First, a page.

Outdoor Sketching Four Talks Given before the Art Institute of Chicago
Francis Hopkinson Smith
My chief reason for confining these four talks to the outdoor sketch is because I have been an outdoor painter since I was sixteen years of age; have never in my whole life painted what is known as a studio picture evolved from memory or from my inner consciousness, or from any one of my outdoor sketches. My pictures are begun and finished often at one sitting, never more than three sittings; and a white umbrella and a three-legged stool are the sum of my studio appointments.
Another reason is that, outside of this ability to paint rapidly out-of-doors, I know so little of the many processes attendant upon the art of the painter that both my advice and my criticism would be worthless to even the youngest of the painters to-day. Again, I work only in two mediums, water-color and charcoal. Oil I have not touched for many years, and then only for a short time when a student under Swain Gifford (and this, of course, many, many years ago), who taught me the use and value of the opaque pigment, which helped me greatly in my own use of opaque water-color in connection with transparent color and which was my sole reason for seeking the help of his master hand.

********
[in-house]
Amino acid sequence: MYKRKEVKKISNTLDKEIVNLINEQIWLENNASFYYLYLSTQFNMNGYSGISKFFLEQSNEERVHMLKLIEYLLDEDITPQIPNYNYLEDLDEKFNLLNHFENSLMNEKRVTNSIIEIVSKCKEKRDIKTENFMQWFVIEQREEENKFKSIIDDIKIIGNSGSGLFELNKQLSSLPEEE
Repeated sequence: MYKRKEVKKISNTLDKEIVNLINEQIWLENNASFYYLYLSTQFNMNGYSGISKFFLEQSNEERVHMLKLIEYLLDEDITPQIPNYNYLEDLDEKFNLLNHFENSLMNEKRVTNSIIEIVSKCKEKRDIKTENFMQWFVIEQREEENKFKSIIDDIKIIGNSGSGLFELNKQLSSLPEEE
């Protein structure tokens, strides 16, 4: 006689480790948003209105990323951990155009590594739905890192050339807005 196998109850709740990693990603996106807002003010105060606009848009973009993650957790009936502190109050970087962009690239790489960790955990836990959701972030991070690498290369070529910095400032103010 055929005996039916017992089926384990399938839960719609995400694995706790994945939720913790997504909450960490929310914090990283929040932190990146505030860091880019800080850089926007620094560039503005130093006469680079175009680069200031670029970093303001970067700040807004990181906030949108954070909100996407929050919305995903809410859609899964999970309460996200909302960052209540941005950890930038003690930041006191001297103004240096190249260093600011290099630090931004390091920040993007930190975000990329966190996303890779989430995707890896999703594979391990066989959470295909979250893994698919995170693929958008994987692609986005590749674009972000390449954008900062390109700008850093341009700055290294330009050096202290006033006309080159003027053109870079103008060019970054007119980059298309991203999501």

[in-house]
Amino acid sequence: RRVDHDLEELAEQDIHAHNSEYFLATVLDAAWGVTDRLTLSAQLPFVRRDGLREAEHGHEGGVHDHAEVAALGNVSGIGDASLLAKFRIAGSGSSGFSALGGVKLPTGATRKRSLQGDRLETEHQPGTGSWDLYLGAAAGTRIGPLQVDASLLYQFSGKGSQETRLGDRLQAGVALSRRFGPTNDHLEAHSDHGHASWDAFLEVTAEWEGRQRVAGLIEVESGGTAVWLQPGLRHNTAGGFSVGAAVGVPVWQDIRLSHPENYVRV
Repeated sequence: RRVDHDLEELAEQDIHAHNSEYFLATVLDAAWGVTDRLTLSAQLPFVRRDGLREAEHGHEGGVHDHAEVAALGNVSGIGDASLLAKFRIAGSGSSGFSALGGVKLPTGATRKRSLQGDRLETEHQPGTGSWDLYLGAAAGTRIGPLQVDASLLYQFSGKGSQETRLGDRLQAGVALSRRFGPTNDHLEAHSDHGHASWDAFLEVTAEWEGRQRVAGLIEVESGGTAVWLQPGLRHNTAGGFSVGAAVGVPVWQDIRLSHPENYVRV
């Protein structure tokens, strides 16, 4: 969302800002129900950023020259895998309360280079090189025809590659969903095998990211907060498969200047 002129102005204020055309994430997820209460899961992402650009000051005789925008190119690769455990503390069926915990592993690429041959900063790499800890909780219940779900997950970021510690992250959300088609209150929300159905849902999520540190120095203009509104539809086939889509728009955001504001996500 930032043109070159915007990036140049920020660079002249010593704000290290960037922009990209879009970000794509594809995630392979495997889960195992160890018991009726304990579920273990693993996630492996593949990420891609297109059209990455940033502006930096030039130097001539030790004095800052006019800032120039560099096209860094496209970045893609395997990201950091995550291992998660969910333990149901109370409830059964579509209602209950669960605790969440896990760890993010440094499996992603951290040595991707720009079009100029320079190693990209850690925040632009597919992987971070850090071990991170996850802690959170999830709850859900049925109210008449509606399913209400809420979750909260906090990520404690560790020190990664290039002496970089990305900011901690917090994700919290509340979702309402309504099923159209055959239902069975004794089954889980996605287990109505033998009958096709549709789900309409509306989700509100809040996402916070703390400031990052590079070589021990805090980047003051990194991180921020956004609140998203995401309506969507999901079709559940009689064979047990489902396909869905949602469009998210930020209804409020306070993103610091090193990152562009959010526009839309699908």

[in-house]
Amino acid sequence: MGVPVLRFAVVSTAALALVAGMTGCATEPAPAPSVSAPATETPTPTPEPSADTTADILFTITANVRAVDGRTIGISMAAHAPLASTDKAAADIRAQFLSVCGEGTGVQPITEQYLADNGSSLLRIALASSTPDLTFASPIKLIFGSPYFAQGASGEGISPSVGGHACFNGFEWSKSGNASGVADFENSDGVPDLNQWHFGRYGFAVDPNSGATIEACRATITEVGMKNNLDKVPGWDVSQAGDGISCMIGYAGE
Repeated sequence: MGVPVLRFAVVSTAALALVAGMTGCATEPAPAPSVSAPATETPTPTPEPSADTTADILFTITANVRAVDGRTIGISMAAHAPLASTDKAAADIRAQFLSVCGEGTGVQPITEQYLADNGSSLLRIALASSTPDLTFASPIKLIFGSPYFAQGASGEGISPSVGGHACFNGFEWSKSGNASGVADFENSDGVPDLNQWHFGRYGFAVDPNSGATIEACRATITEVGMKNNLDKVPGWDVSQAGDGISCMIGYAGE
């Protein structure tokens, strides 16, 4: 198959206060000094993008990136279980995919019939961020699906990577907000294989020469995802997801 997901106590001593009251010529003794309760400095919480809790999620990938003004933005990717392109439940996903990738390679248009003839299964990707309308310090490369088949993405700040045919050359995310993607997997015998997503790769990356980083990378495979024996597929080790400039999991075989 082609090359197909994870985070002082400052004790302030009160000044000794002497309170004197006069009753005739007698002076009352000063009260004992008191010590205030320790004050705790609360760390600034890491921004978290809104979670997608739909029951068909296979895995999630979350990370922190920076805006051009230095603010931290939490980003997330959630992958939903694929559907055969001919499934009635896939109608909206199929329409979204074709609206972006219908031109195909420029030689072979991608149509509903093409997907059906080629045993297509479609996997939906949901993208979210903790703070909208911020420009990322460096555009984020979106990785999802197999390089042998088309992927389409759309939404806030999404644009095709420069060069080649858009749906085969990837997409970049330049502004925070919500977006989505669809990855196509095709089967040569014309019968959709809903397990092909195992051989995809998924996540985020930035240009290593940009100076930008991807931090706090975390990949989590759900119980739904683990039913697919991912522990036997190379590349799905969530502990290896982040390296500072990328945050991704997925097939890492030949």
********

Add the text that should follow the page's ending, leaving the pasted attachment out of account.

A further venture is to kindle in your hearts a greater love for and appreciation of what a superbly felt and exactly rendered outdoor sketch stands for-a greater respect for its vitality, its life-spark; the way it breathes back at you, under a touch made unconsciously, because you saw it, recorded it, and then forgot it-best of all because you let it alone; my fervent wish being to transmit to you some of the enthusiasm that has kept me young all these years of my life; something of the joy of the close intimacy I have held with nature-the intimacy of two old friends who talk their secrets over each with the other; a joy unequalled by any other in my life's experience.
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